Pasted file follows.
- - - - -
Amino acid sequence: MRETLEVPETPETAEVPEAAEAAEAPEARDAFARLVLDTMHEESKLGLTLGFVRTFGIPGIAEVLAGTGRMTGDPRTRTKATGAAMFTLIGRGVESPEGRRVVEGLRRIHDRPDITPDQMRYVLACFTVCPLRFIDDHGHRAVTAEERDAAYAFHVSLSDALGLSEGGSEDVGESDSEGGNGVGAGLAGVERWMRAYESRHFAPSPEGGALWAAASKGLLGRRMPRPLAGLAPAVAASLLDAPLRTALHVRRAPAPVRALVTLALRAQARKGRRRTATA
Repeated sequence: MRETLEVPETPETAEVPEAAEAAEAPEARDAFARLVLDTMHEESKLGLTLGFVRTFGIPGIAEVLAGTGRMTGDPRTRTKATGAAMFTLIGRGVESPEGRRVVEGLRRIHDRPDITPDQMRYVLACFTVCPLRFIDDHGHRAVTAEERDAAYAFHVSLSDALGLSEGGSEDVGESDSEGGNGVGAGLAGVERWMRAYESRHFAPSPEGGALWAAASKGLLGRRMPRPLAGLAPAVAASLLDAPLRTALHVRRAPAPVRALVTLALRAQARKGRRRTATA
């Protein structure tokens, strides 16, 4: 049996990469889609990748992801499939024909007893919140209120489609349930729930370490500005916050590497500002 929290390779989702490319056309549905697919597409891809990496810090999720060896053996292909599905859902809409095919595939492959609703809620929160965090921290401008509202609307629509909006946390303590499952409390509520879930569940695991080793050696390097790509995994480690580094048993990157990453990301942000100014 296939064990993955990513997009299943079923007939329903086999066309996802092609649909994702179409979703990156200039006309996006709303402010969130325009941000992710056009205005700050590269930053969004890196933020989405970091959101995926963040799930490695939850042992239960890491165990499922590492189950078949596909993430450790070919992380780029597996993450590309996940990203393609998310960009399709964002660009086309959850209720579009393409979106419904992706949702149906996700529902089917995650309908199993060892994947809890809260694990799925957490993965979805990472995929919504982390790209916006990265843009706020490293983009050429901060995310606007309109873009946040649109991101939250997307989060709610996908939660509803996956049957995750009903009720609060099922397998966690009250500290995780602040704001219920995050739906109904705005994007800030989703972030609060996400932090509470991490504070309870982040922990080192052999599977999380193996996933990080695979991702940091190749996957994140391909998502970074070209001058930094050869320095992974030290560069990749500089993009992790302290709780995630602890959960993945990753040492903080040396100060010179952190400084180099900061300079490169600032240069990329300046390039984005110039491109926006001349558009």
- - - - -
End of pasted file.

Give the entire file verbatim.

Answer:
Amino acid sequence: MRETLEVPETPETAEVPEAAEAAEAPEARDAFARLVLDTMHEESKLGLTLGFVRTFGIPGIAEVLAGTGRMTGDPRTRTKATGAAMFTLIGRGVESPEGRRVVEGLRRIHDRPDITPDQMRYVLACFTVCPLRFIDDHGHRAVTAEERDAAYAFHVSLSDALGLSEGGSEDVGESDSEGGNGVGAGLAGVERWMRAYESRHFAPSPEGGALWAAASKGLLGRRMPRPLAGLAPAVAASLLDAPLRTALHVRRAPAPVRALVTLALRAQARKGRRRTATA
Repeated sequence: MRETLEVPETPETAEVPEAAEAAEAPEARDAFARLVLDTMHEESKLGLTLGFVRTFGIPGIAEVLAGTGRMTGDPRTRTKATGAAMFTLIGRGVESPEGRRVVEGLRRIHDRPDITPDQMRYVLACFTVCPLRFIDDHGHRAVTAEERDAAYAFHVSLSDALGLSEGGSEDVGESDSEGGNGVGAGLAGVERWMRAYESRHFAPSPEGGALWAAASKGLLGRRMPRPLAGLAPAVAASLLDAPLRTALHVRRAPAPVRALVTLALRAQARKGRRRTATA
């Protein structure tokens, strides 16, 4: 049996990469889609990748992801499939024909007893919140209120489609349930729930370490500005916050590497500002 929290390779989702490319056309549905697919597409891809990496810090999720060896053996292909599905859902809409095919595939492959609703809620929160965090921290401008509202609307629509909006946390303590499952409390509520879930569940695991080793050696390097790509995994480690580094048993990157990453990301942000100014 296939064990993955990513997009299943079923007939329903086999066309996802092609649909994702179409979703990156200039006309996006709303402010969130325009941000992710056009205005700050590269930053969004890196933020989405970091959101995926963040799930490695939850042992239960890491165990499922590492189950078949596909993430450790070919992380780029597996993450590309996940990203393609998310960009399709964002660009086309959850209720579009393409979106419904992706949702149906996700529902089917995650309908199993060892994947809890809260694990799925957490993965979805990472995929919504982390790209916006990265843009706020490293983009050429901060995310606007309109873009946040649109991101939250997307989060709610996908939660509803996956049957995750009903009720609060099922397998966690009250500290995780602040704001219920995050739906109904705005994007800030989703972030609060996400932090509470991490504070309870982040922990080192052999599977999380193996996933990080695979991702940091190749996957994140391909998502970074070209001058930094050869320095992974030290560069990749500089993009992790302290709780995630602890959960993945990753040492903080040396100060010179952190400084180099900061300079490169600032240069990329300046390039984005110039491109926006001349558009």